Redefining and expanding the concept of conflict of interest, clarifying situations of “ineligibility to contract”, introducing a principle of supplier rotation, increasing the eligibility threshold for the award of a private contract. These are the main changes that the City of Montreal has made to what is from now on its by-law on contract management.
Section 5184.108.40.206 of the Cities and Towns Act, CQLR c. C-19, which requires all municipalities to adopt a contract management policy, entered into force on March 1, 2010. There have been several versions of the City of Montreal’s policy, which was first adopted on December 16, 2010, including the most recent version adopted on August 25, 2016.1
On January 1, 2018, the Act mainly to recognize that municipalities are local governments and to increase their autonomy and powers, SQ 2017 c.13 (or “Bill 122”) transformed these contract management policies into by-laws. The City of Montreal took this opportunity to revise its own policy, a new version of which was circulated to various City authorities beginning May 28, 2018.
Overview of the main changes
Clarifications relating to scope:
- The policy’s central objective was to “sanction wrongful acts committed in the context of city contracts”,2 whatever these acts may be. The by-law is amended to clarify that it applies not only to contracts entered into by the City of Montreal, but also to subcontracts directly or indirectly connected to those contracts or to the related procedures (s. 3), a point on which the previous wording was ambiguous.
- The by-law also states that it is deemed to be an integral part of these contracts (s. 3, in fine).
Codification of certain practices:
- As per s. 12, the City of Montreal is now obliged to preserve the personal notes and individual assessment prepared by each member of the selection committee, the composition, deliberations and recommendations of which remain confidential.
- As per s. 31, the City of Montreal must maintain a register of ineligible persons; this register is separate and distinct from the Register of enterprises ineligible for public contracts held by the secretariat of the Treasury Board in accordance with the Act respecting contracting by public bodies, CQLR c. C-65.01.
Changes regarding ineligibility
- Obligation of all subcontractors to declare not only that they have no conflict of interest, but also that they are not in a situation that confers them an unfair advantage (s. 5), meaning a situation in which they would have had access to information related to a call for tenders which was not publicly available, for any reason whatsoever (s. 1(12)).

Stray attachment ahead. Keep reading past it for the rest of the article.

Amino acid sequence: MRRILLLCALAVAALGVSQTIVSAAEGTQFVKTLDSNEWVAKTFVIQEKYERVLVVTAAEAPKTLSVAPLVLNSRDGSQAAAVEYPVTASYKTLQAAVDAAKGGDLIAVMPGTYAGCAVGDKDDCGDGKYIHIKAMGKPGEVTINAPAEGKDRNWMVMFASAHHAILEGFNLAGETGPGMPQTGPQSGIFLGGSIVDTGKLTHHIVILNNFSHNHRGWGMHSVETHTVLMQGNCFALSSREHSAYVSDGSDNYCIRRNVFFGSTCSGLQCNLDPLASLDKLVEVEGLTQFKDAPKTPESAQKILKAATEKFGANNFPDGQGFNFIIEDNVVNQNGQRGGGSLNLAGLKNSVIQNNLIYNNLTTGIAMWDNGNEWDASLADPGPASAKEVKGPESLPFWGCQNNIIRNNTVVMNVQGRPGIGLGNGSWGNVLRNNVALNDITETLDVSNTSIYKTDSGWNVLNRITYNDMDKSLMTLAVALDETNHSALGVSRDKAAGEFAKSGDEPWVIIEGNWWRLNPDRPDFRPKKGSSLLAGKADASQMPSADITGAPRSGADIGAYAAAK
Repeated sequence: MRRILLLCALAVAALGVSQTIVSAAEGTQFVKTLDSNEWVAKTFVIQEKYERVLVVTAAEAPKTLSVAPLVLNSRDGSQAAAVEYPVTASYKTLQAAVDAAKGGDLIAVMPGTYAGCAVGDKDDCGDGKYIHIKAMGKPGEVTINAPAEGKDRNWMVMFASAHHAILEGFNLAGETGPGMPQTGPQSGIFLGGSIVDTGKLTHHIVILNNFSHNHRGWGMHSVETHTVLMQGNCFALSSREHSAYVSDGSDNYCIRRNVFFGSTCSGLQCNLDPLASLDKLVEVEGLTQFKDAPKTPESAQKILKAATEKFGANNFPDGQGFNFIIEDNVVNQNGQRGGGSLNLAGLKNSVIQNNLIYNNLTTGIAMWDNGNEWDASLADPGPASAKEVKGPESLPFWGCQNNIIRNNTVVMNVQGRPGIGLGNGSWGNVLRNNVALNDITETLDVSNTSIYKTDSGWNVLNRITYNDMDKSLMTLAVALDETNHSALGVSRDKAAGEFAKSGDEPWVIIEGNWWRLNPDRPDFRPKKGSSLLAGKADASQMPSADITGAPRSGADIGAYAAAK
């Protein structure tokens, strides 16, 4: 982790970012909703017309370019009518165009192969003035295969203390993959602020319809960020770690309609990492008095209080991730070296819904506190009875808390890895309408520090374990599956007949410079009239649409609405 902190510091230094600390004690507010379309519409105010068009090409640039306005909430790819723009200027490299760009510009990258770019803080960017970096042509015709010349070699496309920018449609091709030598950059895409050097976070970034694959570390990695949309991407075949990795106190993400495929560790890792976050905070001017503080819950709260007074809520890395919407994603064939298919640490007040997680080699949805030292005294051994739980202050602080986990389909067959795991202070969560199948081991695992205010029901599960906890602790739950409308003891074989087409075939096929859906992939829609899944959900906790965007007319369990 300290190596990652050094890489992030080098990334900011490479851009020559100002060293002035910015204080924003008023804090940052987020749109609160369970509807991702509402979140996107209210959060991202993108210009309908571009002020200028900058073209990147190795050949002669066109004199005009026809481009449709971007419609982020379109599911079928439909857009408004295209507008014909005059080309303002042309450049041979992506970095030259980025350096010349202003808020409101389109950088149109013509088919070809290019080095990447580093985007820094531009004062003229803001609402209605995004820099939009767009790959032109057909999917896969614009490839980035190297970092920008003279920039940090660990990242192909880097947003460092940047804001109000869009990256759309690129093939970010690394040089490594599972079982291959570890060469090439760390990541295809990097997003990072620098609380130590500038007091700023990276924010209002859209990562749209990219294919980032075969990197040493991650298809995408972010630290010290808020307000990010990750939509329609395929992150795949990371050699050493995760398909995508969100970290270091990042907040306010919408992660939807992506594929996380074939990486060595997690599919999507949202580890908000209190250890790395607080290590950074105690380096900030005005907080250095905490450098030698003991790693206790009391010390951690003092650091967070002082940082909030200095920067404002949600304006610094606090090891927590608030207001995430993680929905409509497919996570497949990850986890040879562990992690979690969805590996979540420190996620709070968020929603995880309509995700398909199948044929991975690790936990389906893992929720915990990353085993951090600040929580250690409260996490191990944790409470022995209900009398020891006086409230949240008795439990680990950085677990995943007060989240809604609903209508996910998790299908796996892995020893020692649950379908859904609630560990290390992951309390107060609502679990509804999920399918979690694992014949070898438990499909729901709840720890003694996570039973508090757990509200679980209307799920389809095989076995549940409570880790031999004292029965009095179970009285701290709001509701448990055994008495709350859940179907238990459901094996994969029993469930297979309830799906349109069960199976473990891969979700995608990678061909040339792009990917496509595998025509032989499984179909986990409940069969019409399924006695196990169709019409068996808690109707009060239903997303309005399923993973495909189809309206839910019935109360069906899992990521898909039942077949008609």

- For example, a subcontractor could be disqualified or have its contract terminated and be declared ineligible if the City of Montreal discovered that one of its former employees was associated in any way with the preparation of a call for tenders for the contract at issue.
- This new section also recognizes an arbitration award that stated that the twelve-month prohibition on hiring an individual who participated in the preparation of a call for tenders was too broadly worded and amounted to an “an unreasonable hindrance to the employability of scientists;”3 the proposed rewording (ss. 5-7) seeks to limit this prohibition to what is strictly necessary, i.e. situations where this participation confers an unfair advantage or creates a conflict of interest.
- Prohibition of persons listed in the City of Montreal’s register of ineligible persons from working on or from having an interest in a City of Montreal contract, without a specific authorization from the City (ss. 15-16, 28-30).
- For example, an architect listed in the register of ineligible persons could not be included on a team of professionals contracted by the City of Montreal, and could not finance this team.
- Clarification as to the cumulative nature of ineligibility periods for repeat offenders (s. 32)
- Offenders who, during their first two years of ineligibility, commit another offence which would be punishable by five years of ineligibility, become ineligible for six years from the date of the second offence.
Relaxation and tightening of certain rules related to awarding contracts and contract management
- Increase of the eligibility threshold: the City of Montreal can enter into a private contract if it involves an expenditure that is less than the expenditure threshold for a contract that can be awarded only after a call for public tenders in accordance with section 573 of the Cities and Towns Act, CQLR c. C-19 (s. 33). Fixed by ministerial decree, this threshold is currently set at $101,100.
- Rotation principle: regarding these private contracts, the City of Montreal may not enter into two similar contracts with the same supplier within 90 days of each other (s. 34).
- Introduction of rules specific to managing variations in the planned quantity of items for unit price contracts (ss. 1(14), 18) and the use of contingencies in budgeting; these contingencies are from now on specifically defined as “any modification of a contract that is accessory to that contract and that does not change its nature” (ss. 1(4), 19-20, translation).
Several of the proposed changes recognize the recommendations resulting from arbitration awards or created by the Office of the Inspector General of Montreal.4 All of these changes are part of the City of Montreal's desire to reinforce the principles of healthy competition, transparency, and fairness that govern public markets in Quebec.